‘Hannah Gadsby: Body of Work’ Review: A ‘Feel-Good Show’ With Less Trauma but Plenty of Laughs

The Australian comedian returns with a less innovative but still hilarious routine

hannah gadsby body of work
Photo: Brian Bedder for Getty Images

Hannah Gadsby delivers a warning up front to the audience for her new show, “Body of Work,” particularly those who are expecting the raw confessional tone of her breakout 2018 Netflix special “Nanette” or its follow-up “Douglas.”

“It’s going to be a feel-good show,” she says, “because I feel like I owe you one.”

What’s striking is that unlike in her previous two shows, the Australian comic delivers a far more conventional routine on two fronts — not only is her material less emotionally charged, but it’s also delivered mostly straight, without the meta framework and exploding-the-conventions-of-comedy mindset that marked her as such a strikingly original voice.

In her first performance at Brooklyn’s BAM Howard Gilman Opera House on Wednesday, Gadsby seems to acknowledge her changed circumstances — including the fact that she’s hobbling about the stage with a large castlike boot on her left leg after a bad fall in Iceland. “I will sit down from time to time, but it doesn’t matter. I’m not a real stand-up,” she jokes, slyly acknowledging critics of her often unconventional approach to comedy.

She also acknowledges her growing fame — and how ill-prepared she was to deal with it, particularly given her autism (a main subject in “Douglas”). She recounts embarrassingly awkward encounters with Ruby Rose, Jodie Foster and “Notting Hill” director Richard Curtis that are both self-deprecating as well as humble brags reflecting her new celebrity status.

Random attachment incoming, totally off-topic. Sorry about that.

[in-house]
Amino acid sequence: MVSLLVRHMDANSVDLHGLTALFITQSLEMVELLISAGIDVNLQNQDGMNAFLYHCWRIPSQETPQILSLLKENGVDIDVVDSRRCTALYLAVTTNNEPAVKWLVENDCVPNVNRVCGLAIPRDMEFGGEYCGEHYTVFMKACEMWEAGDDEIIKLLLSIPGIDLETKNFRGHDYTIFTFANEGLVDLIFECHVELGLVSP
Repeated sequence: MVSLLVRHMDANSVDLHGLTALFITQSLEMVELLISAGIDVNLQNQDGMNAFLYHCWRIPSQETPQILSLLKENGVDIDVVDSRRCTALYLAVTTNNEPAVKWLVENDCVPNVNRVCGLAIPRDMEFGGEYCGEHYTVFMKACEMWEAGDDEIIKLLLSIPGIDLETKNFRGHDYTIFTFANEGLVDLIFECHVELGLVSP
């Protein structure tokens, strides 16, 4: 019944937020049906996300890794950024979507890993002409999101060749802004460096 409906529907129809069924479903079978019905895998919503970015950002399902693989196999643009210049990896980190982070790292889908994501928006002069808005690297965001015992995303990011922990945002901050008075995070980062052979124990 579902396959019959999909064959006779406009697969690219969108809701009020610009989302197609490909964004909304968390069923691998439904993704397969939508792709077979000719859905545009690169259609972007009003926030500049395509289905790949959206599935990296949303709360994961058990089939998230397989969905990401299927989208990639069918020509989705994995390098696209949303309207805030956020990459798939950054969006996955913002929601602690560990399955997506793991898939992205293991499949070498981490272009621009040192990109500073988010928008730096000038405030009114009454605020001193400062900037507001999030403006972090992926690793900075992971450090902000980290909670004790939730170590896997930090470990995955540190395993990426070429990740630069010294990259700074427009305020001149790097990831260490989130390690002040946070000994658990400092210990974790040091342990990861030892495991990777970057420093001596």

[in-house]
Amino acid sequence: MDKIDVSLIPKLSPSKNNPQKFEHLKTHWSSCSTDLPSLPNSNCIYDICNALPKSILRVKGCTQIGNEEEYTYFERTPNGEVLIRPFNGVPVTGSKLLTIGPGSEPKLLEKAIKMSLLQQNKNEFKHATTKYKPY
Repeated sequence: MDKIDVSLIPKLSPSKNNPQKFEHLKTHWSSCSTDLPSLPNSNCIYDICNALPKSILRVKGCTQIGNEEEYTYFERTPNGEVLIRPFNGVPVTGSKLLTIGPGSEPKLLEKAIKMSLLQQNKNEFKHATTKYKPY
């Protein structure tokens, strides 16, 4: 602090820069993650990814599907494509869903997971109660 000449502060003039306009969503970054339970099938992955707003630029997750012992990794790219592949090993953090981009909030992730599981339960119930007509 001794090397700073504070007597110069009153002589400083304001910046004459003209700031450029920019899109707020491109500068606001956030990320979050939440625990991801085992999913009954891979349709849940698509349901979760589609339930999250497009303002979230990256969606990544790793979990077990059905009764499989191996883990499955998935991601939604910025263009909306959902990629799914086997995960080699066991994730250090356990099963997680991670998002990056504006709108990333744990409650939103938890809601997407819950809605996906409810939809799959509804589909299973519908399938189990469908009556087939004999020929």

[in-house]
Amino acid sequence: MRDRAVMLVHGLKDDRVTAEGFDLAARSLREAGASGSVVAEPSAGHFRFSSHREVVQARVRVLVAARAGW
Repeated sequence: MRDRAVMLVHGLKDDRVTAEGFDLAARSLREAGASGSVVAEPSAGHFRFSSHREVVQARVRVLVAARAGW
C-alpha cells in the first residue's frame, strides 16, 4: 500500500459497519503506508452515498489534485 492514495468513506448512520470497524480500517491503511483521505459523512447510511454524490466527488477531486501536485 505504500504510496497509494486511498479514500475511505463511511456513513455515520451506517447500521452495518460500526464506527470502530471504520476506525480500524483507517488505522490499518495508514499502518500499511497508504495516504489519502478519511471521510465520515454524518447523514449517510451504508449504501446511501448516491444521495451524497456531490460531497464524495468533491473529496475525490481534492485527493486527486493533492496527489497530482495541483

The bulk of her set deals with discursive tales about her pandemic-fueled romance with an American woman whom she now calls her “spouse lady,” whom she’s nicknamed Jenno, and how ill-prepared she was as a queer woman in her 40s for the customary rituals of courtship, marriage proposals and weddings. “I grew up when gays couldn’t adopt a f—ing highway,” she jokes, and proceeds to recount her unusual proposal and a wedding ceremony that included a shark-themed novelty cake.

Gadsby doesn’t shy away from topical material, with riffs about conservative comic Joe Rogan and what she jokes are his flirtations with trans identity through his use of testosterone-boosting supplements — as well as multiple references to the U.S. Supreme Court’s pending decision that could overturn abortion rights. “I’m afraid for you,” she says, while noting that MAGA fans who bristled at mask mandates during the height of the pandemic are now “chomping at the bit to impose a pregnancy mandate.”

But those timely asides are just that — asides, slipped in amid a carefully crafted set that builds to a deliberately awkward set-piece involving a paper rabbit in the center of the stage. Gadsby remains a gifted storyteller, a talent that she credits to a close study of her mom, and she can spin a yarn with witty wordplay, sharp intelligence and the careful use of callbacks. Good on her.